Painting with broad strokes, Fiand spoke of levels of consciousness. For thousands of years we were at Level One: everything is one thing: government is tribe, religion, animism. Everything is animated by spirit and alive with the sacred. Then came agriculture. Humankind discovered that facts led to control of nature. Corn could be induced to grow near to home; surplus could be gathered against a drought or rainy day. The more the world was reduced to object and separated into opposites—good and bad, sacred and profane, matter and spirit—the more control could be exercised and centralized. This led to Level Two, Holy Truth, which can be used by science in producing technology or established in dogma and law: unchanging, permanent, closed to the new. But we live in an evolving cosmos, one which offers us constant novelty, and even science is finding at its heart a world that is stranger than they expected to find.   Even science is coming up against that place where the tools of Level Two cannot go.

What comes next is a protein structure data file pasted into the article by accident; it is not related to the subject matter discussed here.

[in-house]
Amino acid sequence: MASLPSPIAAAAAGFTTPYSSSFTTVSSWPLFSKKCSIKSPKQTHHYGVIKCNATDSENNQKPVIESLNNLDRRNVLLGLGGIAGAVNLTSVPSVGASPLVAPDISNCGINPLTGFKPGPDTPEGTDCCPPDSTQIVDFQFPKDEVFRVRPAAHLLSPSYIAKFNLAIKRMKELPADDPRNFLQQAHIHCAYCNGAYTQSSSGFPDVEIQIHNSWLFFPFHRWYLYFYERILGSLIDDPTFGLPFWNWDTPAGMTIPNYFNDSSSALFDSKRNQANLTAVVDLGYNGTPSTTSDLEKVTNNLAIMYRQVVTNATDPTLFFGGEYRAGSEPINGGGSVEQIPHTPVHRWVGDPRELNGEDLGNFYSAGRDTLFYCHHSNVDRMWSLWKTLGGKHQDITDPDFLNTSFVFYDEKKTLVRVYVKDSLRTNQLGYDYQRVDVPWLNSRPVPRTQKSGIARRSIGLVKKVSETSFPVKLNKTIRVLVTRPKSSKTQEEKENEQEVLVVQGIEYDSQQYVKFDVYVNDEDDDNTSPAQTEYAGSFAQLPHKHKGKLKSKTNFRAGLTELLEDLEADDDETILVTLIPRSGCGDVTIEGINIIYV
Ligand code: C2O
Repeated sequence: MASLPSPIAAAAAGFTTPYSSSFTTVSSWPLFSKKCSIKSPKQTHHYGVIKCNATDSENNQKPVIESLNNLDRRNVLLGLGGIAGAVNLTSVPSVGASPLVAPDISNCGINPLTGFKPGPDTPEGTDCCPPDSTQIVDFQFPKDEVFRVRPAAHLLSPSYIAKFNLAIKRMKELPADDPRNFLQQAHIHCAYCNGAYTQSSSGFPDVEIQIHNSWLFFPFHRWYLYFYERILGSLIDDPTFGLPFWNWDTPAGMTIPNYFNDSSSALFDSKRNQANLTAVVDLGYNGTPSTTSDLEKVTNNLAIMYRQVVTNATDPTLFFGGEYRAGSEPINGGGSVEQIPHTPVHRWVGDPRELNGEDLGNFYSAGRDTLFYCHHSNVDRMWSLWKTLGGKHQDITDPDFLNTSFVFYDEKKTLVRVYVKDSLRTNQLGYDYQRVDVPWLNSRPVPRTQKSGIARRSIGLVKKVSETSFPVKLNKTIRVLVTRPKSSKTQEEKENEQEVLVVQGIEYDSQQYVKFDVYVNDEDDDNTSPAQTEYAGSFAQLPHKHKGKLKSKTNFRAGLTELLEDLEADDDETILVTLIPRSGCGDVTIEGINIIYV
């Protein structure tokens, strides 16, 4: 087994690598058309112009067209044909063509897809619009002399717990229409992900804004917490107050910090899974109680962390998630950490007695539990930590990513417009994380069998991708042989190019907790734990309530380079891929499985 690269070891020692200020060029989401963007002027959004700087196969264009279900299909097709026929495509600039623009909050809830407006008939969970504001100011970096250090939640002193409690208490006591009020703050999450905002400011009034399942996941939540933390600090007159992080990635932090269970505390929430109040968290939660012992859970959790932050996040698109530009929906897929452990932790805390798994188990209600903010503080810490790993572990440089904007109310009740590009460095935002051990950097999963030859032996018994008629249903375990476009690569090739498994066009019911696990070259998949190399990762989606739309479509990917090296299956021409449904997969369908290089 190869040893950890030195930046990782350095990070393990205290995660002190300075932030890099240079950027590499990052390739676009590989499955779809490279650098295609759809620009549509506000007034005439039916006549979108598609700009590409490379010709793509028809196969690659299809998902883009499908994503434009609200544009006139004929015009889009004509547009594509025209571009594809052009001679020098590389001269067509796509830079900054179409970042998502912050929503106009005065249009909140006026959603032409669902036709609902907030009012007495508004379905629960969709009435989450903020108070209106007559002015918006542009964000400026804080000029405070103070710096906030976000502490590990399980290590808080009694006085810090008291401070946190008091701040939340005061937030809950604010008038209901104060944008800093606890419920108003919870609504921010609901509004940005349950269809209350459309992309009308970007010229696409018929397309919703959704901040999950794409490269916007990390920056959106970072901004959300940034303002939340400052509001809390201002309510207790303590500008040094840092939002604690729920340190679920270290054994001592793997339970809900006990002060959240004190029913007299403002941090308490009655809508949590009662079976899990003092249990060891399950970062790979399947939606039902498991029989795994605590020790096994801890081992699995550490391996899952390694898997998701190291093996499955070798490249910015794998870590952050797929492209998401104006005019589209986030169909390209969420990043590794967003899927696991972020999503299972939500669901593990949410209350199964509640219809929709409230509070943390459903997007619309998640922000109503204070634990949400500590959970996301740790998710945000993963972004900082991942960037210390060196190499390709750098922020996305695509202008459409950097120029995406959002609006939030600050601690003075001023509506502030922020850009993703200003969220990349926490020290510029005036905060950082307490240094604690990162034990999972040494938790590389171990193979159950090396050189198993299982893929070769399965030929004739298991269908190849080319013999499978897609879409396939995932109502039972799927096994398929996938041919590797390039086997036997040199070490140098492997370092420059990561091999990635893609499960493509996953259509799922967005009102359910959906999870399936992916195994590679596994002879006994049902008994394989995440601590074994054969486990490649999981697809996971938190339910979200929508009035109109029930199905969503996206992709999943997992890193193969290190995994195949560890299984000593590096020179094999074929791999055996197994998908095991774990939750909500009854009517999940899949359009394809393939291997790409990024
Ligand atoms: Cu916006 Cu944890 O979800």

Now, says Fiand, we are rapidly entering into Level Three consciousness, the most dramatic change in 10,000 years. Especially in the West, where we have perfected Level Two tropes, we are astonished and fearful: what to do? But instead of letting be and letting go, into a time of releasement and waiting, we are holding on and fighting back.
Our culture suffers from exaggerated emphasis on the rational and logical explanations, which get in the way of the intuitive and mystical aspects of our quest. Christian faith, which began as following Jesus and practicing ones faith in the midst of life, has become a religion of content, sacred now and beyond change: answers to questions no one is asking, while we hunger for the Mystery of Life that asks of us not control but surrender.